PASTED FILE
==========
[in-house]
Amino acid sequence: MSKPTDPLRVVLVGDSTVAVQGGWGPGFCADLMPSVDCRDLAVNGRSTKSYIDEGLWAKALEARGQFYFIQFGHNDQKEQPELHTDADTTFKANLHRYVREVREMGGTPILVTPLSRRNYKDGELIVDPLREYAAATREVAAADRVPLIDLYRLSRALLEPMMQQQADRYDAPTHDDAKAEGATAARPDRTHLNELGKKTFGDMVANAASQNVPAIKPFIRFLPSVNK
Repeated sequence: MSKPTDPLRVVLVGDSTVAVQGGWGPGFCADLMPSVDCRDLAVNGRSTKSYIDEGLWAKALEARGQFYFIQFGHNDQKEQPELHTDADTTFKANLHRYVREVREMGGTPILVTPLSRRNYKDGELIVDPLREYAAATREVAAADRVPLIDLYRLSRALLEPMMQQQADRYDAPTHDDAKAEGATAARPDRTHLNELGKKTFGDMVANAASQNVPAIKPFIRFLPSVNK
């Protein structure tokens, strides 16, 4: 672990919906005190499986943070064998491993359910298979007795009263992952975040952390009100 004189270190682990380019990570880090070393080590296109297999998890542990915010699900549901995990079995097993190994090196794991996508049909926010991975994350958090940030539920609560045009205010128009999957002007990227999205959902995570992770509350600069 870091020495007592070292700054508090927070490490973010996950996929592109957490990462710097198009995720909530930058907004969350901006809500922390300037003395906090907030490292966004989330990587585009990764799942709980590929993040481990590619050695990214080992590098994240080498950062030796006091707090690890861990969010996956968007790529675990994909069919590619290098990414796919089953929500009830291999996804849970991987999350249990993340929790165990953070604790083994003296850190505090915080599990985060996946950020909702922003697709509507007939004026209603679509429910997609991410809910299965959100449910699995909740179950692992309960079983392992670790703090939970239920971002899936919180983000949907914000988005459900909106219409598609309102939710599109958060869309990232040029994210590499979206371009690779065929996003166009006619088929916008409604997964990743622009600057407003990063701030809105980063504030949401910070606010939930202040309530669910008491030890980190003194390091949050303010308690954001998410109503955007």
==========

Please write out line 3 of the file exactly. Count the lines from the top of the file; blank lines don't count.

Repeated sequence: MSKPTDPLRVVLVGDSTVAVQGGWGPGFCADLMPSVDCRDLAVNGRSTKSYIDEGLWAKALEARGQFYFIQFGHNDQKEQPELHTDADTTFKANLHRYVREVREMGGTPILVTPLSRRNYKDGELIVDPLREYAAATREVAAADRVPLIDLYRLSRALLEPMMQQQADRYDAPTHDDAKAEGATAARPDRTHLNELGKKTFGDMVANAASQNVPAIKPFIRFLPSVNK